daisymay

Chapter 7

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Would a person whose annual income falls way below the median income for families in their geographical area automatically qualify for Chapter 7 and have their debts discharged?

For example, a single person with yearly income of $30,000 who lives in Arizona where the median income is $43,397. Person has $20,000 in credit card debt and needs a fresh start.

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No. It just means that there is no presumption of abuse if you fail the means test (ie you have some disposable income remaining after paying your bills). The presumption is found in 11 USC 707(B)(2): http://doney.net/bkcode/11usc0707.htm

You still have to contend with 11 USC 707(B)(3):

(3) In considering under paragraph (1) whether the granting of relief would be an abuse of the provisions of this chapter in a case in which the presumption in subparagraph (A)(i) of such paragraph does not arise or is rebutted, the court shall consider--

(A) whether the debtor filed the petition in bad faith; or

(
B)
the totality of the circumstances (including whether the debtor seeks to reject a personal services contract and the financial need for such rejection as sought by the debtor) of the debtor's financial situation demonstrates abuse.

In other words, the court will still apply the subjective sniff test. If the court thinks you are being shady, then they may take a closer look and/or dismiss your case. If the case is downright fraud, you could have to pay sanctions for the time that the trustee puts in to file a motion to dismiss. This is highly unusual today but there is plenty of case law.

Edited by jq26
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In my scenario above, the information would be accurately portrayed and no abuse being contemplated. Even so, I understand that there should be the subjective sniff test throughout the bankruptcy process.

Using the scenario in my initial email aboveā€¦ When preparing Form 22A the person would complete Parts II and III at which point Item 15 tells them to stop, and they are not to complete Parts IV, V, VI or VII.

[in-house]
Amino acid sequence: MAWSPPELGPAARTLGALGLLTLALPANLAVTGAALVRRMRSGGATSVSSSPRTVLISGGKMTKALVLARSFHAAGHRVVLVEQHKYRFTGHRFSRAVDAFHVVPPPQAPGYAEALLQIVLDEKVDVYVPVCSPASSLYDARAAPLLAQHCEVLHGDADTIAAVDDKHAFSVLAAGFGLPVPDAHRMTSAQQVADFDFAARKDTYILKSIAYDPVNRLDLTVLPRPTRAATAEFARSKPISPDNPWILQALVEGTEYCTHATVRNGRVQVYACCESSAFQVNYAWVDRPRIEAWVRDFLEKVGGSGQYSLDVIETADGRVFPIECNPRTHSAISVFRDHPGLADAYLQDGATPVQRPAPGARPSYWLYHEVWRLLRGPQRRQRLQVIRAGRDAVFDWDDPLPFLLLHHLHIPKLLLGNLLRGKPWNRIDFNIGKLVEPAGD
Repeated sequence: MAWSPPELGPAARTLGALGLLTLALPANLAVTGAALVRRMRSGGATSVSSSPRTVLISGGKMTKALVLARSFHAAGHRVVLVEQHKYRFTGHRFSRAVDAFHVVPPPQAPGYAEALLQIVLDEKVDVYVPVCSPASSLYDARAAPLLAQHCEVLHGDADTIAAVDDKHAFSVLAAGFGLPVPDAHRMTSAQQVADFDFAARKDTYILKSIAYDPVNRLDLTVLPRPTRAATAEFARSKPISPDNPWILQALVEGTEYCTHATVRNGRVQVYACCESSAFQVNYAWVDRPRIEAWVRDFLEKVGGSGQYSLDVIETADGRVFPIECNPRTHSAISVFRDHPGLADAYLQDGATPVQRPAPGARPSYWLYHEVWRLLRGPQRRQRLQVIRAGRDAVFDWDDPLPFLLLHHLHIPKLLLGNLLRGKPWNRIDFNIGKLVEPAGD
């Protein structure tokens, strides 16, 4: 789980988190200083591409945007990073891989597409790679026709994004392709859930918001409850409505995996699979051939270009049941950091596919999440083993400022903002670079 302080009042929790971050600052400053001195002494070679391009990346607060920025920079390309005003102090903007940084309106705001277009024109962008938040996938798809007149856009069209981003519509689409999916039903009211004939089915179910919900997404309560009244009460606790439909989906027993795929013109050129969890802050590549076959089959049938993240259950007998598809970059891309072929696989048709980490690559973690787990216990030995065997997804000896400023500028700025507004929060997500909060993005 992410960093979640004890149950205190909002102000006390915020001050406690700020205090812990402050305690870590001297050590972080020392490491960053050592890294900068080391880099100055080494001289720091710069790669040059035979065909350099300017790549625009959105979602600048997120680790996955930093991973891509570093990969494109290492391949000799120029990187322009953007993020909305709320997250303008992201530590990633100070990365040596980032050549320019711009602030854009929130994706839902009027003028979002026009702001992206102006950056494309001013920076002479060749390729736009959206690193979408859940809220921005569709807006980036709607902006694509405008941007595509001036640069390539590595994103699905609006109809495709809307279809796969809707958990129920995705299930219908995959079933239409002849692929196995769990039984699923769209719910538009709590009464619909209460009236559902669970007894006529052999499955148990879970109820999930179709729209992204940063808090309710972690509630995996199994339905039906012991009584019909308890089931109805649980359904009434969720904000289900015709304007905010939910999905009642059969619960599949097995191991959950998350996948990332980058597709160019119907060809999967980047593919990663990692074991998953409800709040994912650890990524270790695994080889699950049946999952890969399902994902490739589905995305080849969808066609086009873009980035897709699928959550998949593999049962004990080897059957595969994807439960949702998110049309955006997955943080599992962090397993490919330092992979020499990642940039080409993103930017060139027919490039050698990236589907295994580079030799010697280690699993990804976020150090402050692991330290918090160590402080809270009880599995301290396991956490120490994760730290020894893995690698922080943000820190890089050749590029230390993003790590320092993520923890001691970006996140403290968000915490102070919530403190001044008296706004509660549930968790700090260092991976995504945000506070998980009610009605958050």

The means test map also says to stop if they are below median income. The map shows the disposable income piece applies to those above median income. And on Form 22A, folks whose income exceeds the median criteria must complete Parts IV, V, VI and VII.

Where in the Chapter 7 process do folks whose income is well below the median criteria have to calculate or factor in potential monthly disposable income that is $100 or greater? Would they also use the National/Local Standards for that piece of the process, or would they use their own calculated expenses?

At what point, for these folks falling below the mean income test, would they know they must pursue Chapter 13?

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What you are describing is the mechanical means test. Your case may not be dismissed based on a quantitative failure. It would be wholly subjective based on the trustee and ultimately the judge.

If your income is $3000/month and your bills are $2700/month on your schedules I & J, then my guess is that it would catch the eye of the trustee even though you are below the state median income. There is the "additional" mechanical test applied to higher earners (which is a joke really) and then there is the customary "does this filer require Chapter 7 relief" that is applied to all cases by all trustees and judges. Abuse in this case means filing when you really can pay back creditors.

Last summer I filed a ton of pro bono petitions. These people were all below 125% poverty levels. We would not file any case where there was more than $100 in disposable. A good attorney may feel a bit more brazen with localized knowledge of trustee tolerance levels.

Just my 2 cents.

Edited by jq26
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